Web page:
Your passport has arrived in the mail and your first summer trip abroad is booked. You’ve scoured the blogs and reviewed the travel alerts. You’ve read up on the most popular attractions to visit and best places to eat. Now what? Travel sites may give you insight into all the things to do and how much money to bring, but how do you make the most of your trip and avoid the pitfalls that can put a damper on even the most exciting itineraries? A little practicality goes a long way in providing the little creature comforts you’re used to while traveling internationally.
1. Pack light
Ask yourself if you really need five pairs of shoes and those cute knee-high boots for “going out.” Chances are, you’ll resort to wearing your sneakers most of the time anyways. Consider the basics: a light jacket, jeans or pants you can wear more than once and something nice for evening outings. Leave the large and bulky luggage at home. You’ll appreciate the mobility when you run across cobblestone, uneven pavement, and less than well maintained sidewalks.
2. Wear comfortable walking shoes with good insoles
Not every city will have the same transportation infrastructure as London’s underground tube system. Unless you want to pay a fortune on taxis, get ready to do a lot of walking. Even bus stops can be situated a good distance from your hotel or hostal. Uneven walkways can do a number on your ankles and soles after a few days so make sure your shoes have good heel and arch support. If you’re on a budget, drugstore in-soles can turn a cheap pair of tennis shoes into luxury footwear. If you have room in your luggage, pack an extra pair of shoes so you can alternate between the two every few days. Your sore feet will thank you by the end of the trip.
3. Bring a good set of travel headphones or ear buds
You never know when you’ll be sitting on a two-hour train ride next to a bunch of screaming children or that loud salesman making a business call to a client. Headphones pumping out music from your iPhone playlist will be your saving grace for those couple of hours. Whether it’s a train, bus, or plane, the transport from one location to another is much faster and easier when you’re in your own zone.
4. Plan for travel sickness and unfamiliar cuisines
Prepare your pill bottle with over-the-counter medication for motion sickness and stomach indigestion. You never know when local food or drink may cause digestive uneasiness.
5. Don’t forget the little luxuries of home
Bringing your own toiletries, a tube of chapstick, a hat and your favorite pair of sunglasses will make you feel like a first class traveler no matter where you are in the world. Even the littlest things can make a long trip more comfortable.
6. Don’t let the bed bugs bite
Bed bugs have made a frightening comeback at hotels all over the world. Even five star luxury hotels haven’t been spared from the invasion. Spurred on by the constant movement of travelers carrying infested luggage in and out of hotel rooms, bed bugs have made an unwelcome foothold in the hospitality industry. Book your accommodations using a trusted travel site that posts user reviews. Once you check into your hotel, place your luggage in the bathroom while you conduct a thorough inspection of your bed and nightstand. Check the headboard and under the mattress for small red and brown stains. Bed bugs can also hide out under alarm clocks and bedside lamps. Once you’re satisfied with the inspection, use a luggage rack for your suitcase. The last thing you want on your vacation is to be bitten by bed bugs while you sleep. Even worse is bringing them home in your luggage.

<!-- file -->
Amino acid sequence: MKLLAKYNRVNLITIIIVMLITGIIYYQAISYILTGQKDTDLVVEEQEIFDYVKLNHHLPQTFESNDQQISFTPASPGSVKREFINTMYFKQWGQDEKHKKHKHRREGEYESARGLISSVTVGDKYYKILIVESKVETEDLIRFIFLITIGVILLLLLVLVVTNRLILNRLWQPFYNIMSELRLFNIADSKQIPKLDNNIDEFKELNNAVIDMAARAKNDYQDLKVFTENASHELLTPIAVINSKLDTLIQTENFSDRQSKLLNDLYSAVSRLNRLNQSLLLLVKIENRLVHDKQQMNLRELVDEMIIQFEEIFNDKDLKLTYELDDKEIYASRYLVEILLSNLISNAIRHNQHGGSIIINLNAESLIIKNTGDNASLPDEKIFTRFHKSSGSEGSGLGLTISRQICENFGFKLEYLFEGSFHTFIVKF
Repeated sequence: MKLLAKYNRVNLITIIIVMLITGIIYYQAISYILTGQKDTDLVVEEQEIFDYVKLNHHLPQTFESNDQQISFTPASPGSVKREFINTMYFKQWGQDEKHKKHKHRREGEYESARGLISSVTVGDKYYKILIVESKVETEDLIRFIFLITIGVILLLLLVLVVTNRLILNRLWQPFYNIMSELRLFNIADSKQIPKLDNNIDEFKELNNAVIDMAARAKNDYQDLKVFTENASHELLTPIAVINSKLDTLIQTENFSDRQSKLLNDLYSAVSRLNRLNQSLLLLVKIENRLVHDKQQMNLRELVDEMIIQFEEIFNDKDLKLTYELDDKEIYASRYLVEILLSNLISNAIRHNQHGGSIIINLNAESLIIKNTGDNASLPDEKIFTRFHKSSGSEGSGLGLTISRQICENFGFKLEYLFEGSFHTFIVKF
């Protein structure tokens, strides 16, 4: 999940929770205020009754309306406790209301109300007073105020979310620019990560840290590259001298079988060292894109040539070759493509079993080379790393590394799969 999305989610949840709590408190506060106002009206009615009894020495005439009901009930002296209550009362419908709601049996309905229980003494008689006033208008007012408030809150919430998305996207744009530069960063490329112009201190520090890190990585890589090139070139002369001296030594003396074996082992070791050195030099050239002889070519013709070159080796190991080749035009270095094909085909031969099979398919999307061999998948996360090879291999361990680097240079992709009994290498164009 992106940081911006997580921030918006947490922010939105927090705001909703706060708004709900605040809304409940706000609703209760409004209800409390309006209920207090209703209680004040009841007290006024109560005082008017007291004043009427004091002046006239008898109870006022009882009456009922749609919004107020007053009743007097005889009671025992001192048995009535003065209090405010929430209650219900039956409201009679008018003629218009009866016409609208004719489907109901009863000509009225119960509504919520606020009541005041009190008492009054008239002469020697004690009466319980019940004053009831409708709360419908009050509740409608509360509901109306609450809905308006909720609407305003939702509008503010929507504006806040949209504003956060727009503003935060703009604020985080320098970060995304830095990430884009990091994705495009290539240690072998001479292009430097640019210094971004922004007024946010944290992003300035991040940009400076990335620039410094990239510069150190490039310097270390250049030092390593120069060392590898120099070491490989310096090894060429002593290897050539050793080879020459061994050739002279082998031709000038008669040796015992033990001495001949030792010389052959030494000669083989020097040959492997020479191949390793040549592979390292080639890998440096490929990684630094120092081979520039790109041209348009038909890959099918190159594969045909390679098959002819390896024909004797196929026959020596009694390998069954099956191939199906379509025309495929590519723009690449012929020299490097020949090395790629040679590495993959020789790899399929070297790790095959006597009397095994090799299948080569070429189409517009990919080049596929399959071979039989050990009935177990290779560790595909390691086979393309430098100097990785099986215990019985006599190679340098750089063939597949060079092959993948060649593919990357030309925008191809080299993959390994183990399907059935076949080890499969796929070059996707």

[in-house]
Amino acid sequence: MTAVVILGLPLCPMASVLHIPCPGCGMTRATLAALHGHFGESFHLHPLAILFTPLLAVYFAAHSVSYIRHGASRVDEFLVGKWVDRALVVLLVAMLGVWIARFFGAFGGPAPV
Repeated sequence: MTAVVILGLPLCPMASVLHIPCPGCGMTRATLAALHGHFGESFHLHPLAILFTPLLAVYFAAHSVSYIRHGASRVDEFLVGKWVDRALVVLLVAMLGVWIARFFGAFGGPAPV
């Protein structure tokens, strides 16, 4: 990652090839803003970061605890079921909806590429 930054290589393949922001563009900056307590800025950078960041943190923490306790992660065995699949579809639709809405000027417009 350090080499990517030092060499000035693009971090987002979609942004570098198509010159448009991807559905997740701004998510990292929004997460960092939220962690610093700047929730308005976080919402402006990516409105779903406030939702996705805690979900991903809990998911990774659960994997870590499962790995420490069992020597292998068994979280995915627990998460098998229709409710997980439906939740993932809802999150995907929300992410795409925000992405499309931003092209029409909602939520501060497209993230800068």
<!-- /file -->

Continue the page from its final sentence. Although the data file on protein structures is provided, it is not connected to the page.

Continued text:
7. When in Rome, do as the Romans do
As best as you can, observe local etiquette. There may be local customs and practices you’ll want to observe when eating, greeting shop owners and service staff, or even while taking an escalator. In London, travelers who wish to stand on the tube system escalators should do so on the right hand side. This leaves room on the left for those walkers in a hurry to catch their next train. You’ll find the phrase “mind the gap” used unsparingly throughout the tube system. Knowing local etiquette will help you avoid confrontation and awkward social situations.
8. Attempt to communicate in the local language
While Americans should be grateful the universal language is still English, it doesn’t mean everyone knows how to speak it. Your international trip will be much more enjoyable if you can understand the train conductor when he calls out your stop or you can order a pint of beer at the local restaurant. The locals will also appreciate the attempt, regardless of your grammar.
9. Ask questions
Don’t be afraid to ask a local shopkeeper for directions or a waiter for his culinary recommendations. There will be a lot you won’t know and chances are, those who live where you’re visiting are happy to help. Tourism is a huge boost to many economies worldwide and the locals have a vested interest in contributing to a traveler’s good experience.
10. You’ll see more if you walk
Now that you’ve packed those extra comfortable walking shoes, put them to good use by bypassing the local taxis. You may be surprised by how much of the city you’ll be able to see on foot rather than inside of a taxicab. By walking to the popular tourist attractions, you’ll get to experience more of the culture, observe the locals in their daily lives, and explore parts of the city most tourists wouldn’t normally see.
You can never be too prepared when you’re embarking on a trip away from home. Thinking ahead before the trip will allow you to live in the moment when you’re on the adventure of a lifetime.